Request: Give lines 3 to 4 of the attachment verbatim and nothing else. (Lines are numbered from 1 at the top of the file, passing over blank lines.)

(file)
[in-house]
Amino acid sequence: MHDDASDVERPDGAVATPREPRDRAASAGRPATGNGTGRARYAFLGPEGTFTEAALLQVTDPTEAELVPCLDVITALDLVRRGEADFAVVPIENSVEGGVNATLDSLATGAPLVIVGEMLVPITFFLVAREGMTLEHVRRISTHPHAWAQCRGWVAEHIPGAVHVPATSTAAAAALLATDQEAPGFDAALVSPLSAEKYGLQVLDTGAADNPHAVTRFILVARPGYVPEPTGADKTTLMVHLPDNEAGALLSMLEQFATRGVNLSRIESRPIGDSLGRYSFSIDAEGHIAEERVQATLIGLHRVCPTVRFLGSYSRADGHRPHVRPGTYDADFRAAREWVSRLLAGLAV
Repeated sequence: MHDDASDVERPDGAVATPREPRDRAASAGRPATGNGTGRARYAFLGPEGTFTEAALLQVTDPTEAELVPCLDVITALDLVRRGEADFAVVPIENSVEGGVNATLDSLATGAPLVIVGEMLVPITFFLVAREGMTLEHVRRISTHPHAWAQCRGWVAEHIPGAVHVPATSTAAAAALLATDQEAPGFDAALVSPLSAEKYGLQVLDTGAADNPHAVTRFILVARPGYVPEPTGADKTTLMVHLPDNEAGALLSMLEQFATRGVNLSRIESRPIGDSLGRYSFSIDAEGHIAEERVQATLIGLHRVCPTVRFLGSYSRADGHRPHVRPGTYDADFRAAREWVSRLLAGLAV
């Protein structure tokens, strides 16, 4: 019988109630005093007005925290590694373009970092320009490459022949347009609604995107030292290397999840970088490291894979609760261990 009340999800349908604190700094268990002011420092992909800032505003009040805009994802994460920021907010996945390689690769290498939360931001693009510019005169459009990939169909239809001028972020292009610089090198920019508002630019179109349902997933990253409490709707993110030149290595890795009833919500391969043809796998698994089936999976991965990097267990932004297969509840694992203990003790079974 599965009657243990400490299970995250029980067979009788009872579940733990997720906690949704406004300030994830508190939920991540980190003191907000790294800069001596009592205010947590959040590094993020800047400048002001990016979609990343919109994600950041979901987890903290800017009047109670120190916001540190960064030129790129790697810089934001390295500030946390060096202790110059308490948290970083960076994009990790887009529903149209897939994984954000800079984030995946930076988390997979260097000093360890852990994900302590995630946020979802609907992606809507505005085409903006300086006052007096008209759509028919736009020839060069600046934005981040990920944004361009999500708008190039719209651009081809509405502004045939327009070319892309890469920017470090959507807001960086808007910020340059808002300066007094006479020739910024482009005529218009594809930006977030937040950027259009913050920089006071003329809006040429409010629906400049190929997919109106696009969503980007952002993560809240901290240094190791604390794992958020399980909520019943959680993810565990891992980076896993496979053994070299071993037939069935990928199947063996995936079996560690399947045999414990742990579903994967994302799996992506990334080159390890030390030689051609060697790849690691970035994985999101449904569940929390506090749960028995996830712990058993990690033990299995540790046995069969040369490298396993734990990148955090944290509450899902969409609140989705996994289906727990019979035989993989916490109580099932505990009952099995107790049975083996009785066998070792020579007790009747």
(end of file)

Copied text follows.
Repeated sequence: MHDDASDVERPDGAVATPREPRDRAASAGRPATGNGTGRARYAFLGPEGTFTEAALLQVTDPTEAELVPCLDVITALDLVRRGEADFAVVPIENSVEGGVNATLDSLATGAPLVIVGEMLVPITFFLVAREGMTLEHVRRISTHPHAWAQCRGWVAEHIPGAVHVPATSTAAAAALLATDQEAPGFDAALVSPLSAEKYGLQVLDTGAADNPHAVTRFILVARPGYVPEPTGADKTTLMVHLPDNEAGALLSMLEQFATRGVNLSRIESRPIGDSLGRYSFSIDAEGHIAEERVQATLIGLHRVCPTVRFLGSYSRADGHRPHVRPGTYDADFRAAREWVSRLLAGLAV
């Protein structure tokens, strides 16, 4: 019988109630005093007005925290590694373009970092320009490459022949347009609604995107030292290397999840970088490291894979609760261990 009340999800349908604190700094268990002011420092992909800032505003009040805009994802994460920021907010996945390689690769290498939360931001693009510019005169459009990939169909239809001028972020292009610089090198920019508002630019179109349902997933990253409490709707993110030149290595890795009833919500391969043809796998698994089936999976991965990097267990932004297969509840694992203990003790079974 599965009657243990400490299970995250029980067979009788009872579940733990997720906690949704406004300030994830508190939920991540980190003191907000790294800069001596009592205010947590959040590094993020800047400048002001990016979609990343919109994600950041979901987890903290800017009047109670120190916001540190960064030129790129790697810089934001390295500030946390060096202790110059308490948290970083960076994009990790887009529903149209897939994984954000800079984030995946930076988390997979260097000093360890852990994900302590995630946020979802609907992606809507505005085409903006300086006052007096008209759509028919736009020839060069600046934005981040990920944004361009999500708008190039719209651009081809509405502004045939327009070319892309890469920017470090959507807001960086808007910020340059808002300066007094006479020739910024482009005529218009594809930006977030937040950027259009913050920089006071003329809006040429409010629906400049190929997919109106696009969503980007952002993560809240901290240094190791604390794992958020399980909520019943959680993810565990891992980076896993496979053994070299071993037939069935990928199947063996995936079996560690399947045999414990742990579903994967994302799996992506990334080159390890030390030689051609060697790849690691970035994985999101449904569940929390506090749960028995996830712990058993990690033990299995540790046995069969040369490298396993734990990148955090944290509450899902969409609140989705996994289906727990019979035989993989916490109580099932505990009952099995107790049975083996009785066998070792020579007790009747």